The Boy, 5, saw a photo of a waterfall on the front of a brochure. He pointed to it and said “go splash?” So naturally I had to figure out which waterfall that was.

The Boy is autistic, and while he was diagnosed “nonverbal” at 2, he has a great vocabulary now and uses a lot of meaningful speech. When he asks for something nicely, he usually gets it. (He still communicates sometimes through grunts, screams, etc.)

Thankfully, I discovered the waterfall in question was a short hike away from an easily accessible parking lot. My greatest fear in taking him anywhere is always his safety. He is an eloper and has difficulty transitioning; best case scenario, he holds my hand the whole time and leaves of his own accord with his head held high. Worst case scenario, I have to carry him out while he’s crying and screaming (and I haven’t the upper body strength lol).

We had an amazing adventure and he did so much better than I could’ve ever anticipated. He always surprises me with how much he can do. He got upset when it was time to leave, which was honestly only due to the fact he was getting more bold about climbing the rocks, and it was dangerous. When he stops following verbal cues and instructions, that’s a sign to me he’s “hitting the wall” and it’s time to go. (Injuries for both of us happen beyond the wall lol.)

I know a lot of parents of children with autism feel they can’t even leave the house because of how challenging it will be for their kids. But I want you to know that your child is capable of so much, if only you give them the chance.

There’s a science behind our adventures, though.

First, we never go anywhere without him having adequate sleep and a full belly.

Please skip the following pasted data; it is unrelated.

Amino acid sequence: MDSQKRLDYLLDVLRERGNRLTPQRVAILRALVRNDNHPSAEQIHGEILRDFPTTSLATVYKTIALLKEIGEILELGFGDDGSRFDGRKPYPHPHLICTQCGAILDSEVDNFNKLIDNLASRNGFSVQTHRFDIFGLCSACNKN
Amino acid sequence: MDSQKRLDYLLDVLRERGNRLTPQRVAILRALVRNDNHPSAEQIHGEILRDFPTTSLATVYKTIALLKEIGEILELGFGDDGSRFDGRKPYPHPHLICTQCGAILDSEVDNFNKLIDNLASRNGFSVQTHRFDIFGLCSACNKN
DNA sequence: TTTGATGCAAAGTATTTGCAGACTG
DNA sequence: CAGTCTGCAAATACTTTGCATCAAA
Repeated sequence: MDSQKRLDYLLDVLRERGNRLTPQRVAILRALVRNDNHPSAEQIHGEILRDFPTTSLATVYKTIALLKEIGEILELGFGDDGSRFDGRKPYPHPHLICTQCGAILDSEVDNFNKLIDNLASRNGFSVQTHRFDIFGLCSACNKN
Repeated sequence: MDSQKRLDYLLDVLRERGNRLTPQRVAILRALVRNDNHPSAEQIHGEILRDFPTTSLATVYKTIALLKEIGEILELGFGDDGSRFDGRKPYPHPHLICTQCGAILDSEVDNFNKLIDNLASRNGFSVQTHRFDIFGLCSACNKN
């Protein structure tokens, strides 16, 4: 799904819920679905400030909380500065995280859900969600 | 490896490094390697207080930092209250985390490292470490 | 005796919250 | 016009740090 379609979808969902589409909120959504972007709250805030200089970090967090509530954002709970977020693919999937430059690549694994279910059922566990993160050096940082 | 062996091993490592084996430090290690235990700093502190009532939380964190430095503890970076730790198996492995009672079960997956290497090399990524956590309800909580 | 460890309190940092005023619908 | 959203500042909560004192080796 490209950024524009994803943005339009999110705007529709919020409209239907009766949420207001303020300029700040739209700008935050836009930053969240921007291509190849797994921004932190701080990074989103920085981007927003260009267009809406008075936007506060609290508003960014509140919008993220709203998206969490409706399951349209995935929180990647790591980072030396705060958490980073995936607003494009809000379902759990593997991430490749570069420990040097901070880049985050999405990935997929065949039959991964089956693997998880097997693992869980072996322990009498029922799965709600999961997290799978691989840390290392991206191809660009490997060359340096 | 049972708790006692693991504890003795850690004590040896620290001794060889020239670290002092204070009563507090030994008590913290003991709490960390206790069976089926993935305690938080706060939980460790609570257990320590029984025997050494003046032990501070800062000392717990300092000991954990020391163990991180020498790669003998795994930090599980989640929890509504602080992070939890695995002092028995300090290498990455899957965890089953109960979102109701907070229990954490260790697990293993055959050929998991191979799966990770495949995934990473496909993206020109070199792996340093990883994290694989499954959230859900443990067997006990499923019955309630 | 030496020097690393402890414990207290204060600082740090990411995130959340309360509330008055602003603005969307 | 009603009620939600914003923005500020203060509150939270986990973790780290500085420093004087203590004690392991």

Second, I work with him constantly (but not in an overbearing way) about safety, verbal and visual cues (“slowly”, “careful”, “wait”, etc.) If that foundation isn’t there, it’s definitely going to make keeping them safe in a public place more difficult.

Thirdly, I let him lead in pretty much every situation. I am convinced he may have ODD, so giving him choice and allowing him to be a little more independent helps him stay regulated and cooperative. I let him go where he wanted at the waterfall, but I was always right there with him to help him and keep him safe.

He got frustrated at a couple points because he wanted to go under the waterfall and couldn’t (the rocks were too slippery).

I’m always amazed by how much we really do get to experience together, and I’m so grateful to make memories with him.

Parents, please give your child a shot. With preparation, patience, and adjusting your expectations a little bit, you and your autistic or Sensory processing challenged child can do all sorts of things.

Will people maybe stare at you funny? Sure. That’s their problem. You’re making memories. Enjoy your child. What’s the worse that can happen? A meltdown and a crying car ride home? But what if the worst doesn’t happen?

Please note, there may be some things that just aren’t safe for your child at the age or level of support they’re at right now. For example, I know I can’t take my son on a long hike, or to high elevations right now. He simply lacks the awareness of his surroundings to keep him from falling or getting hurt. But we do go to beaches, swimming pools, movie theaters, stores, indoor and outdoor playgrounds (as long as they are completely fenced/enclosed), and back when he was younger, lots of hiking and walking trail trips! He even went to our relative’s house who has a huge collection of breakable figurines lol. (That’s like catnip for some autistic kids). He was remarkably self-controlled all the way until the end when he got tired and hungry. I’m so proud of him.

Enjoy photos from our wild & wonderful adventures in West Virginia.